NEW YORK — Lizwear, the casual weekend wear division of Liz Claiborne, is charting a new course — steered by denim. The nine-year-old denim division had moved away from its own identity recently, veering into other casual apparel.
While Claiborne officials declined to reveal specific figures for the Lizwear division, it is part of Claiborne’s giant sportswear group whose sales last year dropped to $1.1 billion from $1.2 billion in 1992. One of the key strategies to turn the business around, the company has stated, is to make a clearer distinction among the three sportswear divisions — Collection, Lizwear and Lizsport.
Maxine Forman, who joined Claiborne last September as head of Lizwear, said one of her jobs is to clear up what exactly Lizwear is.
“When Lizwear first started, it was strictly denim,” she said. “The company started to put some tops with it, and suddenly it became its own division. It started to take a casual twist, and then it ran into Lizsport. There started to be some crossover between the two divisions. So the company decided Lizwear needed to be more pure.”
One of the identifying characteristics of Lizwear was its heavy denim dependence; Forman has moved the line back in that direction — with a vengeance.
“Lizwear has always been in denim, but never in as substantial a way as it will be, starting in June,” said Forman. “That’s going to be a very, very, very big part of this line. We’ve always run a five-pocket and a tailored jean with an angled side seam, but now we’re going to be a jeans business. You have designer people, and then you have volume-oriented people. We’re right in the middle with The Gap, but The Gap doesn’t cater to the missy woman.”
The three styles that will be the core of Lizwear are: a five-pocket jean; a “lean jean” style with an angled side seam, and a relaxed fit tailored jean with pleats. These will be on a Quick Response system with some retailers so that, as Forman said, “stores can get them from 10 days to two weeks.”
“We’ve taken a huge position on fabric and production,” she added. “We were very aggressive in our plans, and stores are responding.”
The line is sourced and manufactured “all over — some of it is made in the Caribbean, some in the Far East,” Forman said. In addition to basic indigo washes, there will be colored denim, such as burgundy, wine, brown, forest green and mustard. New colors will come to the line every six weeks or so, she said.
There will be quite a bit of additional merchandise, but it will all be either denim or have a denim flavor. Items include chambray shirts and denim jackets, blazers, vests, dresses and skirts of all lengths. Fashion pieces will include some crisp cotton poplin shirts, fleece pieces, rib knit tops and jacquard vests.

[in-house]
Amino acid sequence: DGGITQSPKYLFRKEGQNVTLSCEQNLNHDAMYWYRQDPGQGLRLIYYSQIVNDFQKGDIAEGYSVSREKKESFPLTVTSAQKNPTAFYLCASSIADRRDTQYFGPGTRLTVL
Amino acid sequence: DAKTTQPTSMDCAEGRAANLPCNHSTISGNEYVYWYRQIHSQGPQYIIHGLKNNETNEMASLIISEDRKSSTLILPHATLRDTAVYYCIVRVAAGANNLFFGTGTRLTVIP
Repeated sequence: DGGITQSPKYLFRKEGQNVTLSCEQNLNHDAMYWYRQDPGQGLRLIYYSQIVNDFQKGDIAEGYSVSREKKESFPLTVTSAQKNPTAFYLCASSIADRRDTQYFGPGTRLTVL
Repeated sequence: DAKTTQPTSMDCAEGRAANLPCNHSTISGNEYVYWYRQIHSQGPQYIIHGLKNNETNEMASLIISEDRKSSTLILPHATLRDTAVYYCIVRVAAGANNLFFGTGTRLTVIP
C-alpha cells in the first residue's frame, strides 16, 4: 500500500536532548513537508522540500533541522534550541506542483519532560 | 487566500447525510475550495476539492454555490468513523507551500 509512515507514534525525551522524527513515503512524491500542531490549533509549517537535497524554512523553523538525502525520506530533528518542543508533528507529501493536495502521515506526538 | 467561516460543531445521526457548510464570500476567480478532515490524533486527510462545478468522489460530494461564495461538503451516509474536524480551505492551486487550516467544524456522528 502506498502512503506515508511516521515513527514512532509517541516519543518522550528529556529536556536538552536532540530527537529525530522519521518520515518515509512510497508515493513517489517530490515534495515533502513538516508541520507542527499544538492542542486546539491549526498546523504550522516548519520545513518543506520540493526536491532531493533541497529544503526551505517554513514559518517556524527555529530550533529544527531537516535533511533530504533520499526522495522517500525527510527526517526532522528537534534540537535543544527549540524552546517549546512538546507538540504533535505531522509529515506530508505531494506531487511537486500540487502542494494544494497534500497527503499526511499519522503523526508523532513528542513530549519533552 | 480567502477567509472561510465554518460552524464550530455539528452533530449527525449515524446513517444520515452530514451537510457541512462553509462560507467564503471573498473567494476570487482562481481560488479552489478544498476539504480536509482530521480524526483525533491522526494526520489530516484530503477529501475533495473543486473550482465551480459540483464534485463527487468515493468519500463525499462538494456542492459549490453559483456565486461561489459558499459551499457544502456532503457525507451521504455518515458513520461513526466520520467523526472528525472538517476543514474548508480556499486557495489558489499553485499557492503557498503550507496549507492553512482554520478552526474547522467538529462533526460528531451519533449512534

Come spring, Forman said, there will be denim shirts in blue, black, white and some colors. “We want to be a source for everything denim for the Liz woman,” said Forman. “But we are also trying to be more item-driven. I think this is the way people buy casualwear. We’ll always have basics like a T-shirt or turtleneck, but there will also be things like novelty shirtings and ribbed cotton sweaters.”
In addition to the denim bottoms, there will be two types of cotton twill bottoms, both in the same slightly relaxed but tailored two-pleat style, which will be shipped with a belt. The July delivery will use a solid cotton pigment-dyed twill in khaki, green, mustard and dark brown. For the August delivery, Lizwear will use a solid cotton twill piece-dyed sandwashed fabric in pine green, burgundy, dark brown, khaki and cognac.
Wholesale prices of the jeans range from $19 for the five-pocket to $24 for the tailored style shipped with a belt. A basic T-shirt will be $14, while other items, such as a denim shirtdress will be $31. A group of polyester and viscose jacquard vests is $34, a fleece sleeveless pullover is $27 and a denim jean jacket is $31. The first delivery is scheduled for June 15, with new merchandise available every six weeks.
The company hopes to have stores put the Lizwear line near other Liz Claiborne lines but with its own distinct look to eliminate any confusion with other Liz Claiborne merchandise. It also has some ideas about how the in-store shops should look. Forman said suggestions for retailers include having the five-pocket jean stacked on a central table, but with the more styled jeans and other items hung around it on display racks. The jeans will have redesigned pocket flashers and size strips to aid consumers in finding their size.
While Forman has high hopes for the line’s reception, she doesn’t expect miracles in the first season.
“We’re putting big units in the warehouse, and we’re taking a very strong position on fabric,” she said. “But I’m sure it will be a learning curve.”